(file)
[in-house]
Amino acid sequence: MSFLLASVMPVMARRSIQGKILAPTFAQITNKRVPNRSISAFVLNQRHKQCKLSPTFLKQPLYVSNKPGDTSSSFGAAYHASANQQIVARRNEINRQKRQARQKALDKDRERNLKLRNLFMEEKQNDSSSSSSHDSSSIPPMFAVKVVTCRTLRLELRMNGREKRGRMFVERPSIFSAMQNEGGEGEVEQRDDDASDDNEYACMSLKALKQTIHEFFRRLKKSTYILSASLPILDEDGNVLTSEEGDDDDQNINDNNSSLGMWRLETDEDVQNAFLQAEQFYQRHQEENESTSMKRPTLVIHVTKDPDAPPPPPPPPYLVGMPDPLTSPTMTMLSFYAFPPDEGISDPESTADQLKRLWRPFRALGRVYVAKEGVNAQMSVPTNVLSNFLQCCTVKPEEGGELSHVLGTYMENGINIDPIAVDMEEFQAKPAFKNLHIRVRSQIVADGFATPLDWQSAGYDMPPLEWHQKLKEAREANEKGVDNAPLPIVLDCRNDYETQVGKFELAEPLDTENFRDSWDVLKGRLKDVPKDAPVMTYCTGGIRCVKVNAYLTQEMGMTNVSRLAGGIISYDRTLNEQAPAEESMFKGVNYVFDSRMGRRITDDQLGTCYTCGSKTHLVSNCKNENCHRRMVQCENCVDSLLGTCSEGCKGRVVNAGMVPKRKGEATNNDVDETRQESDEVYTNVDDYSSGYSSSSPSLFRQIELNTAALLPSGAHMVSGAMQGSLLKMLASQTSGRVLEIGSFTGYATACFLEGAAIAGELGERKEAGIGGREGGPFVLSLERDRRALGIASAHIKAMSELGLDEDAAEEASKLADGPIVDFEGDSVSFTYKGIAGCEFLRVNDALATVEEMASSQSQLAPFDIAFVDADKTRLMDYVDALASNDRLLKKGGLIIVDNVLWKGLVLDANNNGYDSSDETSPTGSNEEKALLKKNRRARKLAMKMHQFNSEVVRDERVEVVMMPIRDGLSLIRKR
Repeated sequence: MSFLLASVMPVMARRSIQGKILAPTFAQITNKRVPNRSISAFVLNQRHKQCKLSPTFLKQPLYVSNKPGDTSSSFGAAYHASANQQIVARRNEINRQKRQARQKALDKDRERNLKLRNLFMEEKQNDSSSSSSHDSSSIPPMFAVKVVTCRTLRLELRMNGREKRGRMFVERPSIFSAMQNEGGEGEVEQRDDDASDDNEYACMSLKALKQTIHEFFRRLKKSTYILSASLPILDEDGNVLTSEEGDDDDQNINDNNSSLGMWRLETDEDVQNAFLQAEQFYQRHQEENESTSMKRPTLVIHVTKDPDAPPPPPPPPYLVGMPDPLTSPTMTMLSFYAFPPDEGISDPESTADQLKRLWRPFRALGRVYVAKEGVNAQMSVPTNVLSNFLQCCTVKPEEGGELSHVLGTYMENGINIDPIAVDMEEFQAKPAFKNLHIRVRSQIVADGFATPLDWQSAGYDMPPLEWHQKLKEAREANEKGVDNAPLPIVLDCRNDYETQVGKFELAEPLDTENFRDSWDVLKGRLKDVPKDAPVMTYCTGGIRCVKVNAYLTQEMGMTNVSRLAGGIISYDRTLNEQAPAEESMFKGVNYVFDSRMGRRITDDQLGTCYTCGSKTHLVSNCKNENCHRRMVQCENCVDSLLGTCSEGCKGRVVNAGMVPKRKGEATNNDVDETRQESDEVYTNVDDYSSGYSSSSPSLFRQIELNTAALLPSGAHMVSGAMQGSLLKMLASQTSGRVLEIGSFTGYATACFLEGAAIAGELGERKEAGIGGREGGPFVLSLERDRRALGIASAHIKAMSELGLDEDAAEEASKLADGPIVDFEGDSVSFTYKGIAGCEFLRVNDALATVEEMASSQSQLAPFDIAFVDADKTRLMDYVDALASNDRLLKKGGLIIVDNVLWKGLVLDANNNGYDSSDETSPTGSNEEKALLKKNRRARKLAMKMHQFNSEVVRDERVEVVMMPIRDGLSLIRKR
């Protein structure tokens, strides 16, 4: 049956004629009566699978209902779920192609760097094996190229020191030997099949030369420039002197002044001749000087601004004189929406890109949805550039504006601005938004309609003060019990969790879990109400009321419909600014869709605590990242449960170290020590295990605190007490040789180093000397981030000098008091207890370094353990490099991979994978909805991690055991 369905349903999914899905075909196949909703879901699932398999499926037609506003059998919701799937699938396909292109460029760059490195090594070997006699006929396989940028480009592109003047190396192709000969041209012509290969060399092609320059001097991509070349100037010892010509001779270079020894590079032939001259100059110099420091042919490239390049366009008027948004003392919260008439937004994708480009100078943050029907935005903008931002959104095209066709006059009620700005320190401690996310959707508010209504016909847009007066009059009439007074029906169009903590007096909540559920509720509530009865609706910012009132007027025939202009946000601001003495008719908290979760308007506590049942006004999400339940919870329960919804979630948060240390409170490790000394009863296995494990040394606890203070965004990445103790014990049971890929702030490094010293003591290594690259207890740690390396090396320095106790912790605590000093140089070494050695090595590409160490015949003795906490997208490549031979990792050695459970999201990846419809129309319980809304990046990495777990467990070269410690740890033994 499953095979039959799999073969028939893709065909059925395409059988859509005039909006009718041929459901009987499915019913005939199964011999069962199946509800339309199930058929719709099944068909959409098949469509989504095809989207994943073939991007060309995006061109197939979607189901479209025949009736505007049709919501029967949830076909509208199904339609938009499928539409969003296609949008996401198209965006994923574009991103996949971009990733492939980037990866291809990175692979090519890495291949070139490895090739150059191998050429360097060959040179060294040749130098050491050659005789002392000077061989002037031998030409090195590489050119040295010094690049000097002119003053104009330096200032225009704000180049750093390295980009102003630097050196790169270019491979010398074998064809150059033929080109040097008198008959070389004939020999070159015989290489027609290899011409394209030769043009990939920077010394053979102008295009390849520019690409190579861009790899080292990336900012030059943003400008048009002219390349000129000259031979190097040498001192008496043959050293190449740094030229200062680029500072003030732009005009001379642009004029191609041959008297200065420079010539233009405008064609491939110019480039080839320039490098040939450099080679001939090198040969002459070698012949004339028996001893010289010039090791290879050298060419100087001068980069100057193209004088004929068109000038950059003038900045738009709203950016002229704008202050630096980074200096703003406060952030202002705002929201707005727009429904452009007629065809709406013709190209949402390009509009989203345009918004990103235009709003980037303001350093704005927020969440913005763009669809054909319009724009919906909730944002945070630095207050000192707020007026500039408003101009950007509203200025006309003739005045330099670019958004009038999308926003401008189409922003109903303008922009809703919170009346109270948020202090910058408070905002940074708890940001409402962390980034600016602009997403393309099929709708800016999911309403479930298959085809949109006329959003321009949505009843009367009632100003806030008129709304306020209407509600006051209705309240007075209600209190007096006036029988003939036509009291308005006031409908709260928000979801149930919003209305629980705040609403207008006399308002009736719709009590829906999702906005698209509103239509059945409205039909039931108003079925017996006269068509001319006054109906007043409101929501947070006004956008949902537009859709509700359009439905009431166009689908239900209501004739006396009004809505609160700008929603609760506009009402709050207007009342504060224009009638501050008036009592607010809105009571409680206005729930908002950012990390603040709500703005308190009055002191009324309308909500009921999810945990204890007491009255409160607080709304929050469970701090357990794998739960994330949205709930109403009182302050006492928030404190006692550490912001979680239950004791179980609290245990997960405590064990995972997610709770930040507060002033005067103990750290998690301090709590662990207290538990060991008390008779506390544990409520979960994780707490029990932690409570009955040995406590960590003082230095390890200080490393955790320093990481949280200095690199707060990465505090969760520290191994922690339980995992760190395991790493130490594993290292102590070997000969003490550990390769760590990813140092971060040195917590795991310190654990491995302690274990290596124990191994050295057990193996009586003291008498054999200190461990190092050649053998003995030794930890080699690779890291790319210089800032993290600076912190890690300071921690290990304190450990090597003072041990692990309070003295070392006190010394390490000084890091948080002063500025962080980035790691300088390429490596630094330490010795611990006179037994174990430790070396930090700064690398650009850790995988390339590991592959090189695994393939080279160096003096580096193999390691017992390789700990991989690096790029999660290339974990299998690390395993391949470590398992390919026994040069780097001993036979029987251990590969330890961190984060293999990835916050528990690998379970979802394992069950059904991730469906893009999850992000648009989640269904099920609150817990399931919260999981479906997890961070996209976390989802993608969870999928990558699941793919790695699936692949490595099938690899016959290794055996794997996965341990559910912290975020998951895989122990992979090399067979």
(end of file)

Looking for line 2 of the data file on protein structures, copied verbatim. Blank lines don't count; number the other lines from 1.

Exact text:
Amino acid sequence: MSFLLASVMPVMARRSIQGKILAPTFAQITNKRVPNRSISAFVLNQRHKQCKLSPTFLKQPLYVSNKPGDTSSSFGAAYHASANQQIVARRNEINRQKRQARQKALDKDRERNLKLRNLFMEEKQNDSSSSSSHDSSSIPPMFAVKVVTCRTLRLELRMNGREKRGRMFVERPSIFSAMQNEGGEGEVEQRDDDASDDNEYACMSLKALKQTIHEFFRRLKKSTYILSASLPILDEDGNVLTSEEGDDDDQNINDNNSSLGMWRLETDEDVQNAFLQAEQFYQRHQEENESTSMKRPTLVIHVTKDPDAPPPPPPPPYLVGMPDPLTSPTMTMLSFYAFPPDEGISDPESTADQLKRLWRPFRALGRVYVAKEGVNAQMSVPTNVLSNFLQCCTVKPEEGGELSHVLGTYMENGINIDPIAVDMEEFQAKPAFKNLHIRVRSQIVADGFATPLDWQSAGYDMPPLEWHQKLKEAREANEKGVDNAPLPIVLDCRNDYETQVGKFELAEPLDTENFRDSWDVLKGRLKDVPKDAPVMTYCTGGIRCVKVNAYLTQEMGMTNVSRLAGGIISYDRTLNEQAPAEESMFKGVNYVFDSRMGRRITDDQLGTCYTCGSKTHLVSNCKNENCHRRMVQCENCVDSLLGTCSEGCKGRVVNAGMVPKRKGEATNNDVDETRQESDEVYTNVDDYSSGYSSSSPSLFRQIELNTAALLPSGAHMVSGAMQGSLLKMLASQTSGRVLEIGSFTGYATACFLEGAAIAGELGERKEAGIGGREGGPFVLSLERDRRALGIASAHIKAMSELGLDEDAAEEASKLADGPIVDFEGDSVSFTYKGIAGCEFLRVNDALATVEEMASSQSQLAPFDIAFVDADKTRLMDYVDALASNDRLLKKGGLIIVDNVLWKGLVLDANNNGYDSSDETSPTGSNEEKALLKKNRRARKLAMKMHQFNSEVVRDERVEVVMMPIRDGLSLIRKR